There’s no denying the importance of D.W. Griffith in establishing an effective foundation for narrative storytelling in films. His ability to capture simultaneous action and follow various plot threads certainly makes him an early filmmaker of note. Yet, to call some of his films problematic is more than a bit of an understatement.
Orphans of the Storm is such a film. While birthing pain should be expected as Griffith comes to form this narrative framework, a lot of poor creative decisions in terms of following certain plot threads even when nothing particularly noteworthy happens and forcing rising action makes Orphans of the Storm a hackney, crass narrative construct. But, as irksome as it is to admit, the film still works fantastically.
The tale of sisters Henriette (Lillian Gish) and the blind Louise Girarde (Dorothy Gish) caught up amidst the French revolution makes for a powerful emotional journey. Henriette is kidnapped by a leering aristocrat who wishes to have his way with her and Louise is caught by some homeless people who see her blindness a chance to increase their income as beggars.
On a purely emotional journey, their story works. The innocence of the girls and the oppressive nature of society on both ends of the spectrum makes the desire to empathize with them almost a moral responsibility. In this regard, the film exploits the audience’s basic recognition of human desire and pity. And yet, it’s a device that works so well, it’s hard to knock Griffith for doing it so well.
One of the surprising nuances of the film is the almost apolitical stance the film takes on class. At first, the film seems to aim for the easy targets of the manically rich and evil men, but as the film progresses, there’s just as much of the same kind of evil to be found among the beggars and the oppressed. And instead of positioning the revolution as a good ole’ spreading of American freedom, the film argues that the new government might be even more oppressive than the one it overthrows.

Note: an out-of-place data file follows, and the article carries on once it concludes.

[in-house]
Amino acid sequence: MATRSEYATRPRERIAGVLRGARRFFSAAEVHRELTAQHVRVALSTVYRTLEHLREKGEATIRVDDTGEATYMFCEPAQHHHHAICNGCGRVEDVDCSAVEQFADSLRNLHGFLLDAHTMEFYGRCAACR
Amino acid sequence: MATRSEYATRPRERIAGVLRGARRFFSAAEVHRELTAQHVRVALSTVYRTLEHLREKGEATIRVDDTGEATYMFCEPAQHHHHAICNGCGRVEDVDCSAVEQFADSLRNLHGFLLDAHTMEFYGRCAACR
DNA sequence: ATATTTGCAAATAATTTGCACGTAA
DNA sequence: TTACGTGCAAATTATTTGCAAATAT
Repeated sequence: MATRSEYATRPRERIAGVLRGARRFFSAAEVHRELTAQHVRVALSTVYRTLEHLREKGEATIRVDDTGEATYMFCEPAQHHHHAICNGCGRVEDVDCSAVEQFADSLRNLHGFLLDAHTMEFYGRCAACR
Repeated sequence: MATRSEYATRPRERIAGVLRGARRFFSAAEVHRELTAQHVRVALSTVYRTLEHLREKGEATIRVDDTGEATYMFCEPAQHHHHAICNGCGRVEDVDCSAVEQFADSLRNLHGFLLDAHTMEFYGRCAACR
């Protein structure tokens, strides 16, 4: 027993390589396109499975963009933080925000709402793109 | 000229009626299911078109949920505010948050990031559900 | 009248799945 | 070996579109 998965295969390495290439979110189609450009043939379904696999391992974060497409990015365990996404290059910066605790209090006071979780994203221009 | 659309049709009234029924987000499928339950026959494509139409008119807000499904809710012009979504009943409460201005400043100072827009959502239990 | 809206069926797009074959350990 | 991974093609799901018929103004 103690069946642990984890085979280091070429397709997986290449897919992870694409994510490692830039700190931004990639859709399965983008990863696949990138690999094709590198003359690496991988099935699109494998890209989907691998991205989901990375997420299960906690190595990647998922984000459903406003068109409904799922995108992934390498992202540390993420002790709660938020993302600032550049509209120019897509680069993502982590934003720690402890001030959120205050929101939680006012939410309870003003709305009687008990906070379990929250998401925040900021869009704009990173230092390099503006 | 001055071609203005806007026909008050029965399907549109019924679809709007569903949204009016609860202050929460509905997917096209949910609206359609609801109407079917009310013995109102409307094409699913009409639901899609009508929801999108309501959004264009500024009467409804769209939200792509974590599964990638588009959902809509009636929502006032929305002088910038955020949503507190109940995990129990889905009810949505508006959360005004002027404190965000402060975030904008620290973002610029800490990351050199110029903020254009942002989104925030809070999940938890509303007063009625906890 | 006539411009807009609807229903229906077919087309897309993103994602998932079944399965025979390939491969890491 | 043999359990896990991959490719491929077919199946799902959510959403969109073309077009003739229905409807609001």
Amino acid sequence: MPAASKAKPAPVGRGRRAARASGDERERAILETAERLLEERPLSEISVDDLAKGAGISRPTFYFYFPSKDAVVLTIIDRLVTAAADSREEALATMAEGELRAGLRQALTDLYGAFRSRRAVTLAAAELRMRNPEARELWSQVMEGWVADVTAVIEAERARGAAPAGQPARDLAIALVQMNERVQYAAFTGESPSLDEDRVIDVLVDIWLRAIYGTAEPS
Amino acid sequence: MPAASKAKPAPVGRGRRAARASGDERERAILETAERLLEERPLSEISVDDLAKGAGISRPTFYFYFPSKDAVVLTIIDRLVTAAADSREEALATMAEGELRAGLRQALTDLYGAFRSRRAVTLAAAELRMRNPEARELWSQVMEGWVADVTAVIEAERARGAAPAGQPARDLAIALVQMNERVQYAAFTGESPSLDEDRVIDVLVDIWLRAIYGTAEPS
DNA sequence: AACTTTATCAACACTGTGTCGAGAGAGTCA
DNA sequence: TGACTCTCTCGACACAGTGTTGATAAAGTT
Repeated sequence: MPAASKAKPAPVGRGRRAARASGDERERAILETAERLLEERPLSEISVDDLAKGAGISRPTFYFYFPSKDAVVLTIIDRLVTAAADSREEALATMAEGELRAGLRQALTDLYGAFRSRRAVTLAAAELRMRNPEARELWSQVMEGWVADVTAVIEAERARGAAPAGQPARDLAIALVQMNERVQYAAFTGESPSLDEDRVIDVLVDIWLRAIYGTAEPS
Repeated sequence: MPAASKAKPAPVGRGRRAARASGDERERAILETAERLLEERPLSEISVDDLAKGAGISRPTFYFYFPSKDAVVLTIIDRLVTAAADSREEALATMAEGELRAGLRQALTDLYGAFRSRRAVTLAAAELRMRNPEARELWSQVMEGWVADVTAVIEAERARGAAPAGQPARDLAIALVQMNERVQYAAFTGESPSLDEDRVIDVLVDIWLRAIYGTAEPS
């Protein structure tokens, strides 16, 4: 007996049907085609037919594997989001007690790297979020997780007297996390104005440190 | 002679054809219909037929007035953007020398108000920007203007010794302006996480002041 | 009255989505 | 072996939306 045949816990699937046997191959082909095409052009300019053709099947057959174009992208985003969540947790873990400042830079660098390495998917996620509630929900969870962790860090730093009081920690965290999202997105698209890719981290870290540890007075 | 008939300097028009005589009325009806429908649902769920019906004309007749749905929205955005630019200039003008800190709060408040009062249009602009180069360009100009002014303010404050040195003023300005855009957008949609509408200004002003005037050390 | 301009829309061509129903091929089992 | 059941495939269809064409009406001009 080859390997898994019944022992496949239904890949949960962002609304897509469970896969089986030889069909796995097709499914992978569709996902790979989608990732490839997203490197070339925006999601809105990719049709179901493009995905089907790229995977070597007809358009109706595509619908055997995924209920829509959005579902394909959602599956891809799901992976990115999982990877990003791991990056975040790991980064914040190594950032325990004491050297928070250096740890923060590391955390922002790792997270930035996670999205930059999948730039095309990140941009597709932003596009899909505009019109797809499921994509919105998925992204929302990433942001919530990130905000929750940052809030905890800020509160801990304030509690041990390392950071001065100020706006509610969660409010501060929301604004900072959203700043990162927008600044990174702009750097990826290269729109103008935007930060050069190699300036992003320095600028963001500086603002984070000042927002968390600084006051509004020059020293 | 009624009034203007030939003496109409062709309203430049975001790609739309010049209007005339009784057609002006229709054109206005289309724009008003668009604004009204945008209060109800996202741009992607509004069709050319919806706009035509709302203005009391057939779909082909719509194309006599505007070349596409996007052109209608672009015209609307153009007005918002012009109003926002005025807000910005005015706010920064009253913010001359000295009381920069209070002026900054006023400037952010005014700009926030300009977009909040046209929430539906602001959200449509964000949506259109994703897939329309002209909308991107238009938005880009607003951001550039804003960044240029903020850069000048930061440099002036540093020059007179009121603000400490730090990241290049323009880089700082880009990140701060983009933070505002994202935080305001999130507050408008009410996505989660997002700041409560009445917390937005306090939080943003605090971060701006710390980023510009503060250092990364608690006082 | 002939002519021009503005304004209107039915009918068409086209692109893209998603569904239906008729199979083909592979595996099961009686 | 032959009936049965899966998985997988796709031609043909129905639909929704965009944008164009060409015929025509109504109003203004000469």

It’s also impressive how Griffith is able to weave the stories of five different characters throughout the film, making each one easy to trace. Honestly, a couple of characters are simply narrative contrivances, it becomes apparent by the end they’re simple vessels to allow Griffith to show off he can make a film with so many stories and that isn’t particularly interested in whether or not each story becomes meaningful or is compelling to watch in and of itself.
That’s the point where the patchwork of Orphans of the Storm becomes apparent. While the core story with the Girard girls is compelling, a lot of the scenes that don’t involve them become forced ways of pushing narrative and playing with the ability of editing between sequences and scenes. The artifice of narrative is too forced and contrived, focusing more on constructed happenstance to allow Griffith to build his narrative sequences.
And the frustrating thing is that the film still works so well in spite of this. As hackney and piecemeal as the narrative is, the narrative is still a fantastic vehicle for delivering the emotional experience and cinematic excitement Griffith hopes to attain. It gets a lot of details along the way wrong, but it ends up right where it needs to be.
© 2012 James Blake Ewing